DENSITY (Lat. densus, thick), in physics, the mass or quantity of matter contained in unit volume of any substance: this is the absolute density; the term relative density or specific gravity denotes the ratio of the mass of a certain volume of a substance to the mass of the same volume of some standard substance. Since the weights used in conjunction with a balance are really standard masses, the word " weight " may be substituted for the word " mass " in the preceding definitions; and we may symbolically express the relations thus:—If M be the weight of substance occupying a volume V, then the absolute density A =MN; and if m, m, be the weights of the substance and of the standard substance which occupy the same volume, the relative density or specific gravity S = m/m,; or more generally if m, be the weight of a volume v of the substance, and ml the weight of a volume v, of the standard, then S=mv,/m,v. In the numerical expression of absolute densities it is necessary to specify the units of mass and volume employed; while in the case of relative densities, it is only necessary to specify the standard substance, since the result is a mere number. Absolute densities are generally stated in the C.G.S. system, i.e. as grammes per cubic centimetre. In commerce, however, other expressions are met with, as, for example, " pounds per cubic foot " (used for woods, metals, &c.), " pounds per gallon," &c. The standard substances employed to determine relative densities are: water for liquids and solids, and hydrogen or atmospheric air for gases; oxygen (as 16) is sometimes used in this last case. Other standards of reference may be used in special connexions; for example, the Earth is the usual unit for expressing the relative density of the other members of the solar system. Reference should be made to the article GRAVITATION for an account of the methods employed to determine the "mean density of the earth."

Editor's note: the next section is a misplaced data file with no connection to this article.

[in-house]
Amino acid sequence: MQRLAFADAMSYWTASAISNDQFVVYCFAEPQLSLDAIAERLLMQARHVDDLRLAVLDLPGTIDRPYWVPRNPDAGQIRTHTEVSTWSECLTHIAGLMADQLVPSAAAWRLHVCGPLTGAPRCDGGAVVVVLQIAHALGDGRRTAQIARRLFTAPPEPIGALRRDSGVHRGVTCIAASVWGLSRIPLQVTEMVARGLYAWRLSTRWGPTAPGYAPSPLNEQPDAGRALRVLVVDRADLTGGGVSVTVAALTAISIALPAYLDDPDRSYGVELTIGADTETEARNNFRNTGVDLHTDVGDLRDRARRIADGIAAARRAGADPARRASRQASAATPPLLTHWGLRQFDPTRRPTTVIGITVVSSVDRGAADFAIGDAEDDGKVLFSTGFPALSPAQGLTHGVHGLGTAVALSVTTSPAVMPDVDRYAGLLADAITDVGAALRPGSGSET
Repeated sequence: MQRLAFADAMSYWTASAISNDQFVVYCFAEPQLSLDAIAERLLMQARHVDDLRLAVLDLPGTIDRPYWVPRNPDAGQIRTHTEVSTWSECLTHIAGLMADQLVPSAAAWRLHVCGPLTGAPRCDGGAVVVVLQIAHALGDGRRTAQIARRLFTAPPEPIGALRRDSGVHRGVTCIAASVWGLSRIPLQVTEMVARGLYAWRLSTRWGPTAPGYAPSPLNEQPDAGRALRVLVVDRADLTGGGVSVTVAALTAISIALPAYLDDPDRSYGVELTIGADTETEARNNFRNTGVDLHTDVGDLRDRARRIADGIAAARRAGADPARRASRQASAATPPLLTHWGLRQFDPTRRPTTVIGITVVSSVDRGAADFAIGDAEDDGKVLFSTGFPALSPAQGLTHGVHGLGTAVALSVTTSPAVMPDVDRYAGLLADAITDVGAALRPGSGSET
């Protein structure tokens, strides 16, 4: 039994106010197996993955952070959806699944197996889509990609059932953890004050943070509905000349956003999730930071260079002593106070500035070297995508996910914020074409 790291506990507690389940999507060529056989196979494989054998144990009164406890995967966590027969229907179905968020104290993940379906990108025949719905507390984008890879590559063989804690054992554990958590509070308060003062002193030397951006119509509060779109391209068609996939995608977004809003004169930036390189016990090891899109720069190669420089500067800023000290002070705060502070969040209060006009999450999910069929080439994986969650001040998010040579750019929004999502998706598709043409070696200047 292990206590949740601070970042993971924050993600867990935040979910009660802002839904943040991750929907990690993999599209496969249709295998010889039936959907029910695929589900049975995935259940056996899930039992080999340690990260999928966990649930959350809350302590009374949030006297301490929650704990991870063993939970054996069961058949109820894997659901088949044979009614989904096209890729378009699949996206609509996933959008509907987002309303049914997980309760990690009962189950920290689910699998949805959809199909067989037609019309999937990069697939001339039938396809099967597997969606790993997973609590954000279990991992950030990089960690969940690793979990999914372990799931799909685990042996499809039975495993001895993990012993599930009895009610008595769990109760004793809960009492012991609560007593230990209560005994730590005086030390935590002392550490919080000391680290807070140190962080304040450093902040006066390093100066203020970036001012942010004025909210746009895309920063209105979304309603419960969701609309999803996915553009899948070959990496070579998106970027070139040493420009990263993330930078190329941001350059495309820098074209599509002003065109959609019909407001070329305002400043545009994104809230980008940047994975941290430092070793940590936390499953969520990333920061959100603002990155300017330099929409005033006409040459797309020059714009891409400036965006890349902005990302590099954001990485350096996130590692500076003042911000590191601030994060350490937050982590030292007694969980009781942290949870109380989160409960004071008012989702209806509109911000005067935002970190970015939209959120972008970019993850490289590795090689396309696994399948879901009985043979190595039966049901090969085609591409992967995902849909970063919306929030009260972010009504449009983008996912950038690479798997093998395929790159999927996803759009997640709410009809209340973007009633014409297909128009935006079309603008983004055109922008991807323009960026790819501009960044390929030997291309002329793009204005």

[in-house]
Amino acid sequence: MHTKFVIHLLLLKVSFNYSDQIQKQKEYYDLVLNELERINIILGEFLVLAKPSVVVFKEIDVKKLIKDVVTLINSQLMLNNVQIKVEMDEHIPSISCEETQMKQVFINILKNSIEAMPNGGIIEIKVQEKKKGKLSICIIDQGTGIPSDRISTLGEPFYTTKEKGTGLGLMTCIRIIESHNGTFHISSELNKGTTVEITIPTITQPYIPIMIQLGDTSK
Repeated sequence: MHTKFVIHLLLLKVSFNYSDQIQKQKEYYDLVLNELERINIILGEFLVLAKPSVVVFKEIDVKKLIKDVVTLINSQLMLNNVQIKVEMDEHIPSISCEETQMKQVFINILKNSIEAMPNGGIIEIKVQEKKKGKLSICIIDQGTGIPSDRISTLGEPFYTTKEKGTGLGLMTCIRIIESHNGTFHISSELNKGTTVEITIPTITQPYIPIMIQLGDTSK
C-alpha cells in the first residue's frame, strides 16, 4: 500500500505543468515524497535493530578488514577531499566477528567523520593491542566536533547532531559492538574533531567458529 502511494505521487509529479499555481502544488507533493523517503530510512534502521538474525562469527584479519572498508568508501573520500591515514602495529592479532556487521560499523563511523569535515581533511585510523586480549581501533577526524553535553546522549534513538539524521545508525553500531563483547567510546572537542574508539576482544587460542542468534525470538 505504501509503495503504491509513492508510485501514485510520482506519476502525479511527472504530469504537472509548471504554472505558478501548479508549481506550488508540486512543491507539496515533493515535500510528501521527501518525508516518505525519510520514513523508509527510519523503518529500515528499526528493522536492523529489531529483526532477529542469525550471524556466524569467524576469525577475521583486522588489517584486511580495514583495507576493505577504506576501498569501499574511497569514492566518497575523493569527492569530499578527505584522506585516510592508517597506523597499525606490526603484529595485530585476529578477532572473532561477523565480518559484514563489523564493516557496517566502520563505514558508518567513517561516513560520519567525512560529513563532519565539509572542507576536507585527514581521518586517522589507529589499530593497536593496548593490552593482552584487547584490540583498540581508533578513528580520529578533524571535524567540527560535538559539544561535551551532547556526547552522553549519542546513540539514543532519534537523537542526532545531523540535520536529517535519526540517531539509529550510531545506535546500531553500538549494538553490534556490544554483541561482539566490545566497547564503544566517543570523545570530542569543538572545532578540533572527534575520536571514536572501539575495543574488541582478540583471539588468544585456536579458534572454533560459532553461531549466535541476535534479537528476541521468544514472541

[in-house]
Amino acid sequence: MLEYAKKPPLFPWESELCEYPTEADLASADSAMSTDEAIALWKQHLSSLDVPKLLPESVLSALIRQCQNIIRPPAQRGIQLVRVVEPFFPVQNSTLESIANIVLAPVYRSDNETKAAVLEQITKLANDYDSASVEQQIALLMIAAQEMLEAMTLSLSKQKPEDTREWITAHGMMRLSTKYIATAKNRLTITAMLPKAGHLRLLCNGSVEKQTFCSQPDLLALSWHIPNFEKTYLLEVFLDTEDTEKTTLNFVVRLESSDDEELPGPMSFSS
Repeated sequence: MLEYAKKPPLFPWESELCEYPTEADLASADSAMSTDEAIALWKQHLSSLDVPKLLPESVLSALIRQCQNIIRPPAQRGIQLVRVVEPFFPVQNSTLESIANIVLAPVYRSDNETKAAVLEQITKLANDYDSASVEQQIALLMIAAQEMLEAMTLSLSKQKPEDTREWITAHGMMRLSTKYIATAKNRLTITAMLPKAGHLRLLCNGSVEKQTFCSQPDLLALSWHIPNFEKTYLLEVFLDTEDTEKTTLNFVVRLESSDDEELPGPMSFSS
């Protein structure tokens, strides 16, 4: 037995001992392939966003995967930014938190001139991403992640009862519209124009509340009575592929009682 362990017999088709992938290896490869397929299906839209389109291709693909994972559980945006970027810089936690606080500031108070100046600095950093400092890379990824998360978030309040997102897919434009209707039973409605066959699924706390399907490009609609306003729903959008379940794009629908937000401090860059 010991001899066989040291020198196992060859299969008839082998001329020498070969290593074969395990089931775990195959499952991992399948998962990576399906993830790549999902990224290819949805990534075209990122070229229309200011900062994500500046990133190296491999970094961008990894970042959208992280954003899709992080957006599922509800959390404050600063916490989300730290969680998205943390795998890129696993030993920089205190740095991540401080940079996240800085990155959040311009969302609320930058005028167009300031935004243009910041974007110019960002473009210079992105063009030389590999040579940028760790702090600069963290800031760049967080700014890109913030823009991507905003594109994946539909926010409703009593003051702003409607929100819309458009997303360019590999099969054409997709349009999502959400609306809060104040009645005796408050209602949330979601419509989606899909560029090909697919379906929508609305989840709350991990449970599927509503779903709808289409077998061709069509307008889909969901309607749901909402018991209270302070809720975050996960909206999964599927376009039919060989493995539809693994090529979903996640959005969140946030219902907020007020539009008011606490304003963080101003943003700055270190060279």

In expressing the absolute or relative density of any substance, it is necessary to specify the conditions for which the relation holds: in the case of gases, the temperature and pressure of the experimental gas (and of the standard, in the case of relative density) ; and in the case of solids and liquids, the temperature. The reason for this is readily seen; if a mass M of any gas occupies a volume V at a temperature T (on the absolute scale) and a pressure P, then its absolute density under these conditions is A=M/V; if now the temperature and pressure be changed to T, and P,, the volume VI under these conditions is VPT/PITT, and the absolute density is MP,T/VPTI. It is customary to reduce gases to the socalled " normal temperature and pressure," abbreviated to N.T.P., which is o° C. and 76o mm.
The relative densities of gases are usually expressed in terms of the standard gas under the same conditions. The density gives very important information as to the molecular weight, since by the law of Avogadro it is seen that the relative density is the ratio of the molecular weights of the experimental and standard gases. In the case of liquids and solids, comparison with water at 4° C., the temperature of the maximum density of water; at 0° C., the zero of the Centigrade scale and the freezingpoint of water; at 15° and 18°, ordinary roomtemperatures; and at 25°, the temperature at which a thermostat may be conveniently maintained, are common in laboratory practice. The temperature of the experimental substance may or may not be the temperature of the standard. In such cases a bracketed fraction is appended to the specific gravity, of which the numerator and denominator are respectively the temperatures of thesubstance and of the standard; thus 1.093 (0°/4°) means that the ratio of the weight of a definite volume of a substance at 0° to the weight of the same volume of water 4 is I•o93. It may be noted that if comparison be made with water at 40, the relative density is the same as the absolute density, since the unit of mass in the C.G.S. system is the weight of a cubic centimetre of water at this temperature. In British units, especially in connexion with the statement of relative densities of alcoholic liquors for Inland Revenue purposes, comparison is made with water at 62° F. (16.6 C.); a reason for this is that the gallon of water is defined by statute as weighing to lb at 62° F., and hence the densities so expressed admit of the ready conversion of volumes to weights. Thus if d be the relative density, then sod represents the weight of a gallon in lb. The brewer has gone a step further in simplifying his expressions by multiplying the density by s000, and speaking of the difference between the density so expressed and s000 as " degrees of gravity " (see BEER).
End of Article: DENSITY (Lat. densus, thick) 

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